In Shirt Supply

T here are clothes that suggest a culture, or a region of the country. There are outfits which denote a certain era or outlook. Then there are the sartorial choices that say “New Haven.” Literally.

You’ll always have a lot more luck finding apparel emblazoned with “Yale” than you will “New Haven.” Not that there’s anything wrong with that. But, partly due to that lack of ubiquity, there’s joy in finding items marked with the name of the city.

And once you’ve started looking, it’s not hard to fill a wardrobe with items emblazoned with the words “New Haven.” As long as your clothing of choice is T-shirts and sweatshirts, that is.

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Holiday Treasures in New Haven

The first stop in searching for New Haven wear is at the INFO New Haven booth at the corner of Chapel and College streets. There’s usually a selection of T-shirts bearing the city’s name.

A block and a half away from INFO New Haven, the Institute Library, founded in 1826, offers a T-shirt based on a bookplate touting one of the Institute’s venerable predecessors, The Mechanic Library Society. The image, dating from the late 18th century, shows two men whacking away with hatchets at a tree stump and bears the motto “Improve the Moment.”

Some shirts for specific stores and restaurants scream “New Haven” as loudly as if the city’s name were the only thing on them. The iconic Middle Eastern restaurant Mamoun’s created its distinctive T-shirt (with a caricature of Mamoun himself) a generation ago, and ranks with shirts from Cutler’s and Claire’s and Toad’s Place as essential wardrobe items for any self-respecting townie. When Miya’s sushi restaurant, on Howe near Chapel, developed its own T-shirt design a few years ago, it silkscreened a bunch right over Mamoun’s shirts, creating a pattern that promoted both places, for a special community feel.

Another big reason to miss Cutler’s, the CD/records/tapes/gifts shop which defined the Broadway New Haven shopping experience for decades and closed earlier this year, is the unique assortment of New Haven shirts it stocked: a shirt simply bearing the zip code 06510; shirts silkscreened with images of the New Haven Coliseum imploding.

The Yale Barnes & Noble Bookstore sometimes has a New Haven shirt or two in stock amid all the Yalewear on the second floor of its 77 Broadway location. Campus Customs (just two doors down from the Yale Bookstore, at 57 Broadway) has offered an array of designs over the years with pleasant, tranquil images of old New Haven, like a boat on the harbor, or a historical building. Go to the discount rack at the back of the store right now and you’ll find T-shirts and sweatshirts in numerous colors, bearing nothing but the clean, crisp logo “New Haven,” college lettering-style.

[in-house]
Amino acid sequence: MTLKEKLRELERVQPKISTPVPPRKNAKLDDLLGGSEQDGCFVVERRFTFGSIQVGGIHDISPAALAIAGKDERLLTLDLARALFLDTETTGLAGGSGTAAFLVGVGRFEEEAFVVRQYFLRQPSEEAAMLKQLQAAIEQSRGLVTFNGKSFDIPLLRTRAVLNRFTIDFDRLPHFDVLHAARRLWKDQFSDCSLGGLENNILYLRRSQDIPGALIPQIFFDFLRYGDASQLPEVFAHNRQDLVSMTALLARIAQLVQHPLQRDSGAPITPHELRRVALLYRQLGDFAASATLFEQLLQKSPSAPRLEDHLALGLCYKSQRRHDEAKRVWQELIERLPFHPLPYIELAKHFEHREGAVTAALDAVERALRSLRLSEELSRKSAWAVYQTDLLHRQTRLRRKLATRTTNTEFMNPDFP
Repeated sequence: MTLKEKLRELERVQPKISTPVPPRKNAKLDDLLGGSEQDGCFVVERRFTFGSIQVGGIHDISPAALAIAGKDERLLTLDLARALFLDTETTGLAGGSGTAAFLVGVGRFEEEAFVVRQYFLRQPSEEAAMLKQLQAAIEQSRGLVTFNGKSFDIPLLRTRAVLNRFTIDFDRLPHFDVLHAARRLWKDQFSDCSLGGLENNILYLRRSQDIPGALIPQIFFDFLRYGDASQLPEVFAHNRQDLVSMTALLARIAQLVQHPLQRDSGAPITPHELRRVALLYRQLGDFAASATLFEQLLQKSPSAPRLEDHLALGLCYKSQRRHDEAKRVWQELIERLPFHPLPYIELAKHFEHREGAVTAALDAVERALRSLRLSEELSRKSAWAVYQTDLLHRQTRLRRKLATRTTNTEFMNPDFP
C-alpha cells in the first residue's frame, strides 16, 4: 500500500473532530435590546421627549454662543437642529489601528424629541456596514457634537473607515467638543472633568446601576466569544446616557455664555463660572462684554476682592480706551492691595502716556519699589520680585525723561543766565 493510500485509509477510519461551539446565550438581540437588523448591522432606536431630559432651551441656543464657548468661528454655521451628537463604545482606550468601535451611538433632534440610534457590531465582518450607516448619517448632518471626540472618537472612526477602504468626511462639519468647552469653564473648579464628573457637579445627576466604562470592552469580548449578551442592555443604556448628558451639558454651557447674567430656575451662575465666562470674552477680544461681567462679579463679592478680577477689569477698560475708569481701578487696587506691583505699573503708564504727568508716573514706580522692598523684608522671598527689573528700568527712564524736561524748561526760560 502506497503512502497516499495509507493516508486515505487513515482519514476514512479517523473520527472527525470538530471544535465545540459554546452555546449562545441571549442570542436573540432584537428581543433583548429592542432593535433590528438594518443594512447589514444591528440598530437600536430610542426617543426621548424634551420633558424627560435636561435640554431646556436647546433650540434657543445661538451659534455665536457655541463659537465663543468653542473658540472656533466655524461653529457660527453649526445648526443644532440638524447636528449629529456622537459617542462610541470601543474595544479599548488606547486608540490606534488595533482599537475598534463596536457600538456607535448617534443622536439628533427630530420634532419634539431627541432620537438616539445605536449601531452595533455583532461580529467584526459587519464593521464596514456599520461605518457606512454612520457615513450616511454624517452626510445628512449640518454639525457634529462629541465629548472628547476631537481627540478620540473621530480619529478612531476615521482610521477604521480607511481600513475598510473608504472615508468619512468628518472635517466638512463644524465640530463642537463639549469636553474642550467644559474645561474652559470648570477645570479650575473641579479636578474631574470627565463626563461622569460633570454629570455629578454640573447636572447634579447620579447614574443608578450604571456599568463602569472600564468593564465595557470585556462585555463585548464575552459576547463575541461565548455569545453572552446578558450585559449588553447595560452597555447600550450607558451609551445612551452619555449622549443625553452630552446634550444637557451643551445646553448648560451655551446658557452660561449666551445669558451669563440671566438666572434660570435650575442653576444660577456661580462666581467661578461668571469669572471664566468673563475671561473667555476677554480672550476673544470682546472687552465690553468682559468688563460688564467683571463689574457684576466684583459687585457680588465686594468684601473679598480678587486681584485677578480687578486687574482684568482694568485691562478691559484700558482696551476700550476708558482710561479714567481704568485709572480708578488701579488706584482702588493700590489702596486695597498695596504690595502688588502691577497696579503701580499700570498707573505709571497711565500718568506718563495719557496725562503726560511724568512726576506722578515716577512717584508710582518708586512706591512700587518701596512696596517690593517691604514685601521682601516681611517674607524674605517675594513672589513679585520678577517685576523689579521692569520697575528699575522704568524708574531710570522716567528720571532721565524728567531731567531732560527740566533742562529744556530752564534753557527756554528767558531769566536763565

If you don’t want your boosterism to be limited to T-shirts (which will likely be covered up with sweaters or overcoats at this time of year anyhow), head to New Haven Museum, which has a gift shop full of New Haven-centric items, from elaborate throw blankets with the history of New Haven stitched into them to commemorative coins to snowglobes depicting the three churches on New Haven Green.

One of the iconic New Haven T-shirts of recent years is the one reading “New Haven: It’s Better Than Your Town,” which was designed and hawked by Ben Berkowitz before he became better known locally as the co-founder of SeeClickFix. A limited new edition of the shirts, in multiple colors, were available for online order only through mid-November, and likely turned up under a bunch of Christmas trees this week.

Hope you see a lot of those shirts around town these days. Sometimes, hometown pride is a state of dress.

Written and photographed by Christopher Arnott.

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Christopher Arnott has written about arts and culture in Connecticut for over 25 years. His journalism has won local, regional and national awards, and he has been honored with an Arts Award from the Arts Council of Greater New Haven. He posts daily at his own sites and New Haven Theater Jerk (

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